Very rarely does an undrafted long snapper generate much attention. But then again, very rarely does an undrafted free agent have such a clear chance of not only making the 53-man roster but playing a significant role.
That’s the situation that Thomas Hennessy finds himself in as he participates in the Colts’ rookie mini-camp, however, as it’s not just his job to win but also seems to be his job to lose.
He’s not the only long snapper in camp this weekend, but he’s the one with the best shot of winning the job. His only competition thus far is California’s Bradley Northnagel, who is working with the Colts on a tryout basis this weekend. Hennessy, however, was signed by the team, and not only that but the Colts also cut Matt Overton and Joe Fortunato, the other long snappers on the roster. So it’s safe to say that Hennessy stands a pretty good chance, and there’s a lot to like about him.
“Good length,” Chuck Pagano said. “Great velocity. Accurate. He’s all get out. He’s a good athlete. Those guys don’t generally have to get down the field and make a bunch of plays. They affect the return more than anything else, but he’s got some really good traits as far as a long snapper. Again, he’s accurate [with] velocity on it. He was anywhere from 6.8 to 7.2 [seconds] snap after snap after snap. You look at PAT and field goal and you’re always looking for a guy that can spin it back there and throw it back there. The laces are facing the uprights and he’s very, very consistent at that. The other guy [Bradley Northnagel] that we have in here did a nice job. We have another guy competing with him. We lost a really, really good player in Matt [Overton]. A horseshoe guy. Everybody knows how much we love Matt and what he did for this organization. He’s a selfless guy, you know that. It’s going to be interesting to see how it works out.”
Hennessy played in 52 games during his collegiate career at Duke, playing a total of 545 snaps as the long snapper for four seasons. He’s excited about the chance he has now, competing for a spot with the Colts.
“Yeah, I’m definitely excited about the opportunity through talking with Coach [Tom] McMahon and Coach [Chuck] Pagano,” Hennessy said Friday. “The Colts seem like a first-class organization. Everybody in this building has treated me really well so far. So I’m really excited to be here and just get to work.”
Hennessy actually had a few different teams interested in him as an undrafted free agent, but he choose the Colts because of the real chance he would have with them.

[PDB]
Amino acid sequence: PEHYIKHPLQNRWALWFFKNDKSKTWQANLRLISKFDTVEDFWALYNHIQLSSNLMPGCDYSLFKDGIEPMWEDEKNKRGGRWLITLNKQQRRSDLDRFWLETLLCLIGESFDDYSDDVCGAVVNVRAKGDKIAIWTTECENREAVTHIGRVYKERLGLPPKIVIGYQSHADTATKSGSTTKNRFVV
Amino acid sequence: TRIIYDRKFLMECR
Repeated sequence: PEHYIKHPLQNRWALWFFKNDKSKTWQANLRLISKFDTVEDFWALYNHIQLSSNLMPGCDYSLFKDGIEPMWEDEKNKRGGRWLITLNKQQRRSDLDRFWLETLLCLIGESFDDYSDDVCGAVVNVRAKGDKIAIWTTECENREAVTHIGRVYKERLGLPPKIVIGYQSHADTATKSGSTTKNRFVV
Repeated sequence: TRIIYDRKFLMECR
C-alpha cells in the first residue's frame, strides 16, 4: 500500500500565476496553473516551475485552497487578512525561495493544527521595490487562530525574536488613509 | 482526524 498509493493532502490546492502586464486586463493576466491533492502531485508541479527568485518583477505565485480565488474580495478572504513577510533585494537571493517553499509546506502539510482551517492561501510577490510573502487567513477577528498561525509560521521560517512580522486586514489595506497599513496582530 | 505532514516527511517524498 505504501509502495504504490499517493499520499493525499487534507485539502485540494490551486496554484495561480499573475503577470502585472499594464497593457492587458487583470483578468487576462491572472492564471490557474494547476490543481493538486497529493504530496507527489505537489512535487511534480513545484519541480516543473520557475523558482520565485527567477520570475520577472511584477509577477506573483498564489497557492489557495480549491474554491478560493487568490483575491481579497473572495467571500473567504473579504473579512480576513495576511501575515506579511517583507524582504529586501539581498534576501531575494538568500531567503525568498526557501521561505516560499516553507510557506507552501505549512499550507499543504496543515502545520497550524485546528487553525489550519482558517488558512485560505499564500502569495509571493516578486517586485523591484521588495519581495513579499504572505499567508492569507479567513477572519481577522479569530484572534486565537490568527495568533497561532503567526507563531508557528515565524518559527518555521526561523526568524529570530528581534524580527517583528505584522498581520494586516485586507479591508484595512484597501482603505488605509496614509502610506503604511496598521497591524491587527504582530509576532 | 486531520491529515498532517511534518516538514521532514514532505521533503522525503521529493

“I had a private workout with Coach McMahon,” he explained. “And getting to know the head special teams coordinator and seeing that I would have a fair chance to win a job here – the Colts were definitely the most attractive. Just getting to know the coaches and also the opportunity here.”
Now it’s up to him to capitalize on the opportunity. Again, there’s competition for him in rookie mini-camp and the Colts might bring in another long snapper to keep up that competition as the offseason goes on, but Hennessy definitely looks to be the favorite for the job of replacing Matt Overton. That’s an important area too, as he’ll be responsible for setting up Adam Vinatieri and Jeff Locke (or Rigoberto Sanchez) for their kicks. It’s an area that people don’t really pay attention to unless the long snapper screws up. People take it for granted.
“Yeah, absolutely,” Pagano agreed. “There is no doubt. Until one goes over the guy’s head and costs you a touchdown, costs you a safety, whatever. Yeah, it’s very, very important. Tommy [McMahon] does a great job of finding these guys. He does it every single year and he knows the league inside and out. Every year come draft time he knows every snapper. He knows every punter, every kicker, every duel guy that there is. I don’t think there is a guy in the league that does a better job evaluating talent when it comes to special teams than Tommy McMahon. He’s done it before and he did it again.”
Hopefully McMahon’s research pays off with Thomas Hennessy, who’s certainly a player to keep an eye on this offseason for the Colts.